In the wee small hours of Wednesday, as the Cherry Hill planning board voted to approve the construction of a Costco warehouse store and gas station on a prime parcel at Garden State Park, I realized I was watching a dream die.
So did residents and others who warned the board that adding another car-oriented retail complex would make this enormous and (at least, initially) ambitious development along Route 70 and Haddonfield Road much less like a town center and more like Any Suburb, USA.
“Garden State Park could be a jewel,” Joseph Ligos, 81, a retired sales executive who lives in the Plaza Grande section, said.
“But it could end up being a parking lot.”
The township has long viewed itself as not just another postwar patch of strip-mall sprawl, as the 1965 promotional film A Salute to Cherry Hill — it lauds the place as having “everything in equitable abundance” — made alluringly, if not persuasively, clear.
Such confidence notwithstanding, political and civic leaders, many of whom I have known and respected, hoped for decades that a bona fide downtown would someday emerge as a focal point for the township’s 24 square miles of fine homes, good schools, and thriving commerce.
When work began 15 years ago to transform the 226-acre former Garden State Park racetrack site into what was touted as a transit-oriented walkable community of stylish residences, shop-lined main streets, white-collar workplaces, and lush parks, it seemed that Cherry Hill would finally get a heart.
Then came new developers, multiple revisions of the original vision, a crippling recession, and reality; turns out there’s no demand for one million square feet of office space, or a hotel, on Garden Park Boulevard. That’s the major north-south thoroughfare where Costco will rise on 26 acres not far from Route 70.
But with all due respect to the well-regarded retailer, a 154,109-square-foot warehouse store, an 18-nozzle gas station, a cluster of other shops — possibly including Duluth Trading Co., home of those amusing animated ads for underwear — and 706 parking spaces will not a downtown make.
Even if the project does include purportedly pedestrian-friendly features, aesthetic amenities (5,476 shrubs!) and other inducements described by the developer’s representatives in language that could have been lifted from the script of A Tribute to Cherry Hill.
Garden State Park residents who attended the marathon planning board session were having none of it.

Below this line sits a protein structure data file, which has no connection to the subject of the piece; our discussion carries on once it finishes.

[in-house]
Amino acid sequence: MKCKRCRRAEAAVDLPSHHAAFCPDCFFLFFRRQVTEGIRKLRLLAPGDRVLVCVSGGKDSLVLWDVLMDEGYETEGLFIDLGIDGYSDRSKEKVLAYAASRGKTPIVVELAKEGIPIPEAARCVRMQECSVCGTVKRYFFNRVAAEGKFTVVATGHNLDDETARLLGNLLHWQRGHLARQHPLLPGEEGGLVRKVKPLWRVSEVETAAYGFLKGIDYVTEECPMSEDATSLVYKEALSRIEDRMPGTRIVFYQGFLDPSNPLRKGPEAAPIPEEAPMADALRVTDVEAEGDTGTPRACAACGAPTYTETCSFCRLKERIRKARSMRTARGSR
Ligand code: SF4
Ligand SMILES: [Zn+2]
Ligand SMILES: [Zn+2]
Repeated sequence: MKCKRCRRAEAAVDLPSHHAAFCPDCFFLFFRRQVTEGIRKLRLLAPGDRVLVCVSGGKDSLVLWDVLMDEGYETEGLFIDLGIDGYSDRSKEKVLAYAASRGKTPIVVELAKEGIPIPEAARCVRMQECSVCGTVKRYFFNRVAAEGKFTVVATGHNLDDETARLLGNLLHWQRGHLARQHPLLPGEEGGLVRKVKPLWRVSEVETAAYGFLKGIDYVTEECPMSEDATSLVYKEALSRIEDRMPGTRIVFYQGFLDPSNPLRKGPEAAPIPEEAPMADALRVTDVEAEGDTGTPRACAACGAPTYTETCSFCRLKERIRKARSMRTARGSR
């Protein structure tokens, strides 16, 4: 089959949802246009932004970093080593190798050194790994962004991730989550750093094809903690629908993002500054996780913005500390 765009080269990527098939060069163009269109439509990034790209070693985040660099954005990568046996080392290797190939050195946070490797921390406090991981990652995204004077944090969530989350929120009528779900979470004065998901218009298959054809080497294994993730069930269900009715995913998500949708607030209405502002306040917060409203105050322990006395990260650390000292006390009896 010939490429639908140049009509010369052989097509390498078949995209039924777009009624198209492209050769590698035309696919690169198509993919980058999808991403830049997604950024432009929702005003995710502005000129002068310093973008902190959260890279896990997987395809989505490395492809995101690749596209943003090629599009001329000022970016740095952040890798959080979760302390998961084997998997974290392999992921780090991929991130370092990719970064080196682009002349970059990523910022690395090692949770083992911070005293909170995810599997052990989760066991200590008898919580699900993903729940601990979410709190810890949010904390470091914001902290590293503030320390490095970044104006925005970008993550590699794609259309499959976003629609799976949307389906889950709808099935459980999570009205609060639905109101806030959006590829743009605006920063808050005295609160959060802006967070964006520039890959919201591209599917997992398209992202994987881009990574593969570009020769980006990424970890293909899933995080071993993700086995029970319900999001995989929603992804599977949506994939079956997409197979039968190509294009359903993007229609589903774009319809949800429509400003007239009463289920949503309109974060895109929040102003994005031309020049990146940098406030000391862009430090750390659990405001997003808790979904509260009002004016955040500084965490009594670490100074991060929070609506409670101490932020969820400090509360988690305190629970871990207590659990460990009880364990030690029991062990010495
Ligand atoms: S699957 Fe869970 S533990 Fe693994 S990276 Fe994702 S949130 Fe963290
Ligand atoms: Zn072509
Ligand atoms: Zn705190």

“We have bought into a dream that never happened. I thought I was moving into a community, but it doesn’t feel like a community anymore,” said Andrea DiMedeo, who’s lived in a townhouse section of Garden State Park for seven years.
“Garden Park Boulevard has become a bypass,” she added. “Biking is extremely hazardous. Even walking is dangerous.”
Said her neighbor Kerry Dinter: “We were supposed to have ballfields, and an amphitheater, and civic [spaces]. Instead, Cherry Hill is giving me a warehouse. Who wants to look at a warehouse?”
To be sure, Garden State Park’s retail and restaurant areas along Route 70 and Haddonfield Road are lively destinations. And the development is very much a work-in-progress, with just 550 of the planned 1,659 units of housing complete or under construction.
“I’m not necessarily against the development of the Costco,” Plaza Grande resident Dan Cirucci, an old friend, tells me. “But this is a big deal, and the elected township officials [and] the developer should have met with the community first.”
During the public hearing that began at 7:30 p.m. Tuesday and ended just after 1 a.m. Wednesday, the planning board — a diverse group of smart, earnest people who asked good questions — grappled with technical complexities and potential consequences.
There were more than a few enthusiastic mentions of a proposed new road connecting Garden State Park with the adjacent Garden State Pavilions shopping center and NJ Transit’s Atlantic City rail-line station.
Board members seemed eager to talk about Garden State Park as if it could still be a transit-oriented development, with folks hopping on trains, buses, or bikes rather than driving everywhere.
But the new road and grade crossing are far from a reality, and the installation of bike racks required by the board seems like more wishful thinking than anything else.
After all, the Atlantic City line isn’t PATCO. Cherry Hill isn’t Collingswood. Garden State Park has not become the distinctive, much less transformative, place that boosters hoped it would be, at least not so far.
The notion of creating something and somewhere special seems as much a fantasy as A Tribute to Cherry Hill.
And it will stay a fantasy unless politicians, civic leaders, planners, and developers stop squandering the opportunity represented by Garden State Park.